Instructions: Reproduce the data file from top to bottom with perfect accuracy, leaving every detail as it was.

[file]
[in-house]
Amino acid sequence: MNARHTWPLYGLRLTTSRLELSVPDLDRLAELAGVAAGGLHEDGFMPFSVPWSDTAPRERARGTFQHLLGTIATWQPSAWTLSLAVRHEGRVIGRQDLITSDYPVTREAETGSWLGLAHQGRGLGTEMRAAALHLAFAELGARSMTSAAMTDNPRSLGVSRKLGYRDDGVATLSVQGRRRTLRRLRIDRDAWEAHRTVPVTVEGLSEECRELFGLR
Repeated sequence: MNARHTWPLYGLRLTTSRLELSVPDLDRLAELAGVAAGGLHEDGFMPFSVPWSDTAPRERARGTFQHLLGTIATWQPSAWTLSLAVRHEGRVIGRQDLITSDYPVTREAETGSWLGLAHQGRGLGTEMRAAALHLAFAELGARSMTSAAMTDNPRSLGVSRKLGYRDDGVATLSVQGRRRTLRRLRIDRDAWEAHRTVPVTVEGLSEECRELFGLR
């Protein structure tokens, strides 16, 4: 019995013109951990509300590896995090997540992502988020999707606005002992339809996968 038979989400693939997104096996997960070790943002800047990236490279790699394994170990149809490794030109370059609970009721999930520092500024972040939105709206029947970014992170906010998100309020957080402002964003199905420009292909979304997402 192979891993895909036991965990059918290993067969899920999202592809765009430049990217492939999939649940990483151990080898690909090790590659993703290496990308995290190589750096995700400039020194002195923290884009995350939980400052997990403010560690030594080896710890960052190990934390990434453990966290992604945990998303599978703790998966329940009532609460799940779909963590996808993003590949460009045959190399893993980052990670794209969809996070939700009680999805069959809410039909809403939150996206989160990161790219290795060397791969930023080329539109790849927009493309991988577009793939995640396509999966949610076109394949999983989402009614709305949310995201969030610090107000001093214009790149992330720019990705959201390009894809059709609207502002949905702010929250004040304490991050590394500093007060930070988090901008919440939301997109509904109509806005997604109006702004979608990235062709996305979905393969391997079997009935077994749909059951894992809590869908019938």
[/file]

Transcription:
[in-house]
Amino acid sequence: MNARHTWPLYGLRLTTSRLELSVPDLDRLAELAGVAAGGLHEDGFMPFSVPWSDTAPRERARGTFQHLLGTIATWQPSAWTLSLAVRHEGRVIGRQDLITSDYPVTREAETGSWLGLAHQGRGLGTEMRAAALHLAFAELGARSMTSAAMTDNPRSLGVSRKLGYRDDGVATLSVQGRRRTLRRLRIDRDAWEAHRTVPVTVEGLSEECRELFGLR
Repeated sequence: MNARHTWPLYGLRLTTSRLELSVPDLDRLAELAGVAAGGLHEDGFMPFSVPWSDTAPRERARGTFQHLLGTIATWQPSAWTLSLAVRHEGRVIGRQDLITSDYPVTREAETGSWLGLAHQGRGLGTEMRAAALHLAFAELGARSMTSAAMTDNPRSLGVSRKLGYRDDGVATLSVQGRRRTLRRLRIDRDAWEAHRTVPVTVEGLSEECRELFGLR
């Protein structure tokens, strides 16, 4: 019995013109951990509300590896995090997540992502988020999707606005002992339809996968 038979989400693939997104096996997960070790943002800047990236490279790699394994170990149809490794030109370059609970009721999930520092500024972040939105709206029947970014992170906010998100309020957080402002964003199905420009292909979304997402 192979891993895909036991965990059918290993067969899920999202592809765009430049990217492939999939649940990483151990080898690909090790590659993703290496990308995290190589750096995700400039020194002195923290884009995350939980400052997990403010560690030594080896710890960052190990934390990434453990966290992604945990998303599978703790998966329940009532609460799940779909963590996808993003590949460009045959190399893993980052990670794209969809996070939700009680999805069959809410039909809403939150996206989160990161790219290795060397791969930023080329539109790849927009493309991988577009793939995640396509999966949610076109394949999983989402009614709305949310995201969030610090107000001093214009790149992330720019990705959201390009894809059709609207502002949905702010929250004040304490991050590394500093007060930070988090901008919440939301997109509904109509806005997604109006702004979608990235062709996305979905393969391997079997009935077994749909059951894992809590869908019938």